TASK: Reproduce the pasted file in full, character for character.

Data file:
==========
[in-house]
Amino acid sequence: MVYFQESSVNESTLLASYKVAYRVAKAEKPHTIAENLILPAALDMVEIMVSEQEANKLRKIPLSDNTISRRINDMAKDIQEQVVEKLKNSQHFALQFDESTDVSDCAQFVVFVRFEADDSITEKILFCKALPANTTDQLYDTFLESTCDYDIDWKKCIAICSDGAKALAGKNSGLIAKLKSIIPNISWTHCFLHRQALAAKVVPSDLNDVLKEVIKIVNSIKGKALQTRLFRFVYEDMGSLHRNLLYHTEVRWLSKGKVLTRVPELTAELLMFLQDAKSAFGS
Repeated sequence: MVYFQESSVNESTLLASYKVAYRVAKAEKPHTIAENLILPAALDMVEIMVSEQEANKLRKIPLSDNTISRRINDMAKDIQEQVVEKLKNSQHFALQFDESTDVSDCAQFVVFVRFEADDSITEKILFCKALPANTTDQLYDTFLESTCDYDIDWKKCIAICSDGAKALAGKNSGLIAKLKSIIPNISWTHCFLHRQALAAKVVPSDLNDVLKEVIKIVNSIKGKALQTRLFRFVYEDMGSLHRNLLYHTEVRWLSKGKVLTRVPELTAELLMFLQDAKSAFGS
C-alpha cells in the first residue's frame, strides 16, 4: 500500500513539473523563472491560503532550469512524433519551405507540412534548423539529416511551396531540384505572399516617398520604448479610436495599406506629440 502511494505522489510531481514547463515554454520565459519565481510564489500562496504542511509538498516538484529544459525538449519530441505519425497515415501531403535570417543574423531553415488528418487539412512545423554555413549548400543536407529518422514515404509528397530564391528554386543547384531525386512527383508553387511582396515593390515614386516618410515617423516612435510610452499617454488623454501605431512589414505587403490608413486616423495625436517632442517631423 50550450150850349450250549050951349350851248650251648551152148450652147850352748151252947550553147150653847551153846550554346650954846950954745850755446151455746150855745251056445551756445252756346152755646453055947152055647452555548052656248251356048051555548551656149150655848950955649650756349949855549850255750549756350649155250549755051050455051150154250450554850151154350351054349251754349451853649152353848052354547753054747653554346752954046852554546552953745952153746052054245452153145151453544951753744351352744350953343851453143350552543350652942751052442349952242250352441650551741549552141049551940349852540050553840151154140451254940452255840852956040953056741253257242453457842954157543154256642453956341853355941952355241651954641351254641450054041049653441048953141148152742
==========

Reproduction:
[in-house]
Amino acid sequence: MVYFQESSVNESTLLASYKVAYRVAKAEKPHTIAENLILPAALDMVEIMVSEQEANKLRKIPLSDNTISRRINDMAKDIQEQVVEKLKNSQHFALQFDESTDVSDCAQFVVFVRFEADDSITEKILFCKALPANTTDQLYDTFLESTCDYDIDWKKCIAICSDGAKALAGKNSGLIAKLKSIIPNISWTHCFLHRQALAAKVVPSDLNDVLKEVIKIVNSIKGKALQTRLFRFVYEDMGSLHRNLLYHTEVRWLSKGKVLTRVPELTAELLMFLQDAKSAFGS
Repeated sequence: MVYFQESSVNESTLLASYKVAYRVAKAEKPHTIAENLILPAALDMVEIMVSEQEANKLRKIPLSDNTISRRINDMAKDIQEQVVEKLKNSQHFALQFDESTDVSDCAQFVVFVRFEADDSITEKILFCKALPANTTDQLYDTFLESTCDYDIDWKKCIAICSDGAKALAGKNSGLIAKLKSIIPNISWTHCFLHRQALAAKVVPSDLNDVLKEVIKIVNSIKGKALQTRLFRFVYEDMGSLHRNLLYHTEVRWLSKGKVLTRVPELTAELLMFLQDAKSAFGS
C-alpha cells in the first residue's frame, strides 16, 4: 500500500513539473523563472491560503532550469512524433519551405507540412534548423539529416511551396531540384505572399516617398520604448479610436495599406506629440 502511494505522489510531481514547463515554454520565459519565481510564489500562496504542511509538498516538484529544459525538449519530441505519425497515415501531403535570417543574423531553415488528418487539412512545423554555413549548400543536407529518422514515404509528397530564391528554386543547384531525386512527383508553387511582396515593390515614386516618410515617423516612435510610452499617454488623454501605431512589414505587403490608413486616423495625436517632442517631423 50550450150850349450250549050951349350851248650251648551152148450652147850352748151252947550553147150653847551153846550554346650954846950954745850755446151455746150855745251056445551756445252756346152755646453055947152055647452555548052656248251356048051555548551656149150655848950955649650756349949855549850255750549756350649155250549755051050455051150154250450554850151154350351054349251754349451853649152353848052354547753054747653554346752954046852554546552953745952153746052054245452153145151453544951753744351352744350953343851453143350552543350652942751052442349952242250352441650551741549552141049551940349852540050553840151154140451254940452255840852956040953056741253257242453457842954157543154256642453956341853355941952355241651954641351254641450054041049653441048953141148152742